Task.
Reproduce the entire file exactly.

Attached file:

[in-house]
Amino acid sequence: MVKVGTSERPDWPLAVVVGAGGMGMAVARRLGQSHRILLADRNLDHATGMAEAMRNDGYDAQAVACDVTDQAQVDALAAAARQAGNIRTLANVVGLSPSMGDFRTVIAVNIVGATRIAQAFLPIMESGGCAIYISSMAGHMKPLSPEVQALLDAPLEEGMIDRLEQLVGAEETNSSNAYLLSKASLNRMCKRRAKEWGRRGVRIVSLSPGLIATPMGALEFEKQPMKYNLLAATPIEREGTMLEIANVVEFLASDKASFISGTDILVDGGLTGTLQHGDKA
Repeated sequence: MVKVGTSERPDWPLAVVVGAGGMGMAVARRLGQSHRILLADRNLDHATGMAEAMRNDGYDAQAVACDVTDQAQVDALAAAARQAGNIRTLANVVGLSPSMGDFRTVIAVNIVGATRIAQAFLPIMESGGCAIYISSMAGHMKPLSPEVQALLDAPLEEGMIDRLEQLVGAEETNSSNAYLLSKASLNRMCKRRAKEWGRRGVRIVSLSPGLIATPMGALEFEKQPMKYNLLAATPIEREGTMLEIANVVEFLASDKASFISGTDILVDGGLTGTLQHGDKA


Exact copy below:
[in-house]
Amino acid sequence: MVKVGTSERPDWPLAVVVGAGGMGMAVARRLGQSHRILLADRNLDHATGMAEAMRNDGYDAQAVACDVTDQAQVDALAAAARQAGNIRTLANVVGLSPSMGDFRTVIAVNIVGATRIAQAFLPIMESGGCAIYISSMAGHMKPLSPEVQALLDAPLEEGMIDRLEQLVGAEETNSSNAYLLSKASLNRMCKRRAKEWGRRGVRIVSLSPGLIATPMGALEFEKQPMKYNLLAATPIEREGTMLEIANVVEFLASDKASFISGTDILVDGGLTGTLQHGDKA
Repeated sequence: MVKVGTSERPDWPLAVVVGAGGMGMAVARRLGQSHRILLADRNLDHATGMAEAMRNDGYDAQAVACDVTDQAQVDALAAAARQAGNIRTLANVVGLSPSMGDFRTVIAVNIVGATRIAQAFLPIMESGGCAIYISSMAGHMKPLSPEVQALLDAPLEEGMIDRLEQLVGAEETNSSNAYLLSKASLNRMCKRRAKEWGRRGVRIVSLSPGLIATPMGALEFEKQPMKYNLLAATPIEREGTMLEIANVVEFLASDKASFISGTDILVDGGLTGTLQHGDKA